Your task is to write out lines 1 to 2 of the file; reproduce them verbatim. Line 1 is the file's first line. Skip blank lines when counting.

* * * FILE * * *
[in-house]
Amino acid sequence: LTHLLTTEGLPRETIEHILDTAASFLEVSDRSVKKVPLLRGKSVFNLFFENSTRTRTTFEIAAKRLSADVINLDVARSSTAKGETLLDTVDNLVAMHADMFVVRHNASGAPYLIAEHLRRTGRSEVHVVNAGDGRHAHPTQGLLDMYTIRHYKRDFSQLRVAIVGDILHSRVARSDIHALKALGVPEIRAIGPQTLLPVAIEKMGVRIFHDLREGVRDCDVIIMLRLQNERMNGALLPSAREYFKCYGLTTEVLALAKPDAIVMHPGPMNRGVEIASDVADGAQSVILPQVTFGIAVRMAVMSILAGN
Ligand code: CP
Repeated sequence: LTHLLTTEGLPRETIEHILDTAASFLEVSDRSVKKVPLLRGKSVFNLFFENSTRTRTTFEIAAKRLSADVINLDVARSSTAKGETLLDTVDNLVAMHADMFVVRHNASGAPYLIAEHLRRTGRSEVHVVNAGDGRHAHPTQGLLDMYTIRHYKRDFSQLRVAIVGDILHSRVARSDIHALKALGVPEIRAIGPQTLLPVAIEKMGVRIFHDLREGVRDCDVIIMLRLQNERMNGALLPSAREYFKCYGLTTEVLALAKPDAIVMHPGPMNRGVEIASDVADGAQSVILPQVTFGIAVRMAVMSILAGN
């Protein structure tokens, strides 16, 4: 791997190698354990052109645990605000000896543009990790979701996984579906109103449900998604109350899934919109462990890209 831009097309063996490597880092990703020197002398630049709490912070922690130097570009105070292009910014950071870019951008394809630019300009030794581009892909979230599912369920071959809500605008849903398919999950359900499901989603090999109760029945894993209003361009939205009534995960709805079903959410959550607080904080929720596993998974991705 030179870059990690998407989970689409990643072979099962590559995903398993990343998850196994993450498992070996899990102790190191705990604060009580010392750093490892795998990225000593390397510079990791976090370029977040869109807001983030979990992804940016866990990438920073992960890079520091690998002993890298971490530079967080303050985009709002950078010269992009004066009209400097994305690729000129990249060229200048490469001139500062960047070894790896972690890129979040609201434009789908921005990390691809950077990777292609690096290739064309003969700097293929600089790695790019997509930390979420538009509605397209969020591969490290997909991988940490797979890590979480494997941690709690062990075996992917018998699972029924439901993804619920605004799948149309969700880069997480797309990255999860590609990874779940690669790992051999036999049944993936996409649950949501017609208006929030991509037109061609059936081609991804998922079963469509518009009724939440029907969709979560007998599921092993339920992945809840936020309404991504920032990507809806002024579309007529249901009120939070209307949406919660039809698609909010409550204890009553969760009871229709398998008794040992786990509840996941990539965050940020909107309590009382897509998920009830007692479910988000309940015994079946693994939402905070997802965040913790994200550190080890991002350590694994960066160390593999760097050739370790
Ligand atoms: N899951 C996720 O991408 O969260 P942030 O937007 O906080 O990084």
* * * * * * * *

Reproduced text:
[in-house]
Amino acid sequence: LTHLLTTEGLPRETIEHILDTAASFLEVSDRSVKKVPLLRGKSVFNLFFENSTRTRTTFEIAAKRLSADVINLDVARSSTAKGETLLDTVDNLVAMHADMFVVRHNASGAPYLIAEHLRRTGRSEVHVVNAGDGRHAHPTQGLLDMYTIRHYKRDFSQLRVAIVGDILHSRVARSDIHALKALGVPEIRAIGPQTLLPVAIEKMGVRIFHDLREGVRDCDVIIMLRLQNERMNGALLPSAREYFKCYGLTTEVLALAKPDAIVMHPGPMNRGVEIASDVADGAQSVILPQVTFGIAVRMAVMSILAGN